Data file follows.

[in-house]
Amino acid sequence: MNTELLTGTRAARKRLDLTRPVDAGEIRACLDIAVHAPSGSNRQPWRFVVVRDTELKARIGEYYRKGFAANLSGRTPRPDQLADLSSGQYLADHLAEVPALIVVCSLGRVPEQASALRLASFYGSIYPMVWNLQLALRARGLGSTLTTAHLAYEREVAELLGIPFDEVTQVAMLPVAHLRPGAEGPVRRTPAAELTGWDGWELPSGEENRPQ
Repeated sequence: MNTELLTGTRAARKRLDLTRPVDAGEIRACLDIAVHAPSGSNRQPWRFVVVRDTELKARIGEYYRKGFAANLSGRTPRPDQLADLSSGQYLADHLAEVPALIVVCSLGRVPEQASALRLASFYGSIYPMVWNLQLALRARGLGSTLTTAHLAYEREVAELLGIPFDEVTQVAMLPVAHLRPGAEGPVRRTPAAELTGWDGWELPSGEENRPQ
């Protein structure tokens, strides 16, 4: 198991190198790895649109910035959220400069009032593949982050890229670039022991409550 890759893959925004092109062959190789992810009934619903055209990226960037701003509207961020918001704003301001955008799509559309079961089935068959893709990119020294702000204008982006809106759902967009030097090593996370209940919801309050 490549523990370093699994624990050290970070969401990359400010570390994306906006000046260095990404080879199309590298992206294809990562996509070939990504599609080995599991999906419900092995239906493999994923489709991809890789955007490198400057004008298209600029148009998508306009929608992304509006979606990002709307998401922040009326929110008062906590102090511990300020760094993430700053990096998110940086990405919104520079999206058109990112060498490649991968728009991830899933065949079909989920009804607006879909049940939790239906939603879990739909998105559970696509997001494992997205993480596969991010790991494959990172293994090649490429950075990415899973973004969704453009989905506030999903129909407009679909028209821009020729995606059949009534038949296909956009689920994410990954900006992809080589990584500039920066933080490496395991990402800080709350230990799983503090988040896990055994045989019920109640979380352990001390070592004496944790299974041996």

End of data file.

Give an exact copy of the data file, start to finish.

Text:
[in-house]
Amino acid sequence: MNTELLTGTRAARKRLDLTRPVDAGEIRACLDIAVHAPSGSNRQPWRFVVVRDTELKARIGEYYRKGFAANLSGRTPRPDQLADLSSGQYLADHLAEVPALIVVCSLGRVPEQASALRLASFYGSIYPMVWNLQLALRARGLGSTLTTAHLAYEREVAELLGIPFDEVTQVAMLPVAHLRPGAEGPVRRTPAAELTGWDGWELPSGEENRPQ
Repeated sequence: MNTELLTGTRAARKRLDLTRPVDAGEIRACLDIAVHAPSGSNRQPWRFVVVRDTELKARIGEYYRKGFAANLSGRTPRPDQLADLSSGQYLADHLAEVPALIVVCSLGRVPEQASALRLASFYGSIYPMVWNLQLALRARGLGSTLTTAHLAYEREVAELLGIPFDEVTQVAMLPVAHLRPGAEGPVRRTPAAELTGWDGWELPSGEENRPQ
């Protein structure tokens, strides 16, 4: 198991190198790895649109910035959220400069009032593949982050890229670039022991409550 890759893959925004092109062959190789992810009934619903055209990226960037701003509207961020918001704003301001955008799509559309079961089935068959893709990119020294702000204008982006809106759902967009030097090593996370209940919801309050 490549523990370093699994624990050290970070969401990359400010570390994306906006000046260095990404080879199309590298992206294809990562996509070939990504599609080995599991999906419900092995239906493999994923489709991809890789955007490198400057004008298209600029148009998508306009929608992304509006979606990002709307998401922040009326929110008062906590102090511990300020760094993430700053990096998110940086990405919104520079999206058109990112060498490649991968728009991830899933065949079909989920009804607006879909049940939790239906939603879990739909998105559970696509997001494992997205993480596969991010790991494959990172293994090649490429950075990415899973973004969704453009989905506030999903129909407009679909028209821009020729995606059949009534038949296909956009689920994410990954900006992809080589990584500039920066933080490496395991990402800080709350230990799983503090988040896990055994045989019920109640979380352990001390070592004496944790299974041996």